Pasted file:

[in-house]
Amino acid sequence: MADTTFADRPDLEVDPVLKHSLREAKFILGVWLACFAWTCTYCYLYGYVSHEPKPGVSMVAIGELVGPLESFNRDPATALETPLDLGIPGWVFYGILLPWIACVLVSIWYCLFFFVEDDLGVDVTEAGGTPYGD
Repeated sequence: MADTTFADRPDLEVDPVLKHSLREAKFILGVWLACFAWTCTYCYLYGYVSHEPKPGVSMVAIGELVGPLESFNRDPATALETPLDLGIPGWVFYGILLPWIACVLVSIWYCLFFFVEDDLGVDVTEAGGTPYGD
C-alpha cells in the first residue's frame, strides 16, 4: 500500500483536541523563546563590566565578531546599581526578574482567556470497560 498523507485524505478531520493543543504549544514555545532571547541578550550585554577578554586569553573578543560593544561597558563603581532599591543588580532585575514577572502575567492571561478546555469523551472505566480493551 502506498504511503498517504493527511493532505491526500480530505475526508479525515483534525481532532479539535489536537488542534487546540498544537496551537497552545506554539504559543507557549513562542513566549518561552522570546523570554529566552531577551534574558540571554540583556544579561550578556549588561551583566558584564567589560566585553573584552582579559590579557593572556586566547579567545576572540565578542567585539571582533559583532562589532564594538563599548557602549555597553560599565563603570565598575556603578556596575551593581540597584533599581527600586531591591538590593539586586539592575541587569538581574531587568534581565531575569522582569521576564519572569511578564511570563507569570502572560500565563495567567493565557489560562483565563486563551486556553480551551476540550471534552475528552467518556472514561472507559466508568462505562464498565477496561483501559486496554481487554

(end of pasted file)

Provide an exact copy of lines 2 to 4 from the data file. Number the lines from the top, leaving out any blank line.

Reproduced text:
Amino acid sequence: MADTTFADRPDLEVDPVLKHSLREAKFILGVWLACFAWTCTYCYLYGYVSHEPKPGVSMVAIGELVGPLESFNRDPATALETPLDLGIPGWVFYGILLPWIACVLVSIWYCLFFFVEDDLGVDVTEAGGTPYGD
Repeated sequence: MADTTFADRPDLEVDPVLKHSLREAKFILGVWLACFAWTCTYCYLYGYVSHEPKPGVSMVAIGELVGPLESFNRDPATALETPLDLGIPGWVFYGILLPWIACVLVSIWYCLFFFVEDDLGVDVTEAGGTPYGD
C-alpha cells in the first residue's frame, strides 16, 4: 500500500483536541523563546563590566565578531546599581526578574482567556470497560 498523507485524505478531520493543543504549544514555545532571547541578550550585554577578554586569553573578543560593544561597558563603581532599591543588580532585575514577572502575567492571561478546555469523551472505566480493551 502506498504511503498517504493527511493532505491526500480530505475526508479525515483534525481532532479539535489536537488542534487546540498544537496551537497552545506554539504559543507557549513562542513566549518561552522570546523570554529566552531577551534574558540571554540583556544579561550578556549588561551583566558584564567589560566585553573584552582579559590579557593572556586566547579567545576572540565578542567585539571582533559583532562589532564594538563599548557602549555597553560599565563603570565598575556603578556596575551593581540597584533599581527600586531591591538590593539586586539592575541587569538581574531587568534581565531575569522582569521576564519572569511578564511570563507569570502572560500565563495567567493565557489560562483565563486563551486556553480551551476540550471534552475528552467518556472514561472507559466508568462505562464498565477496561483501559486496554481487554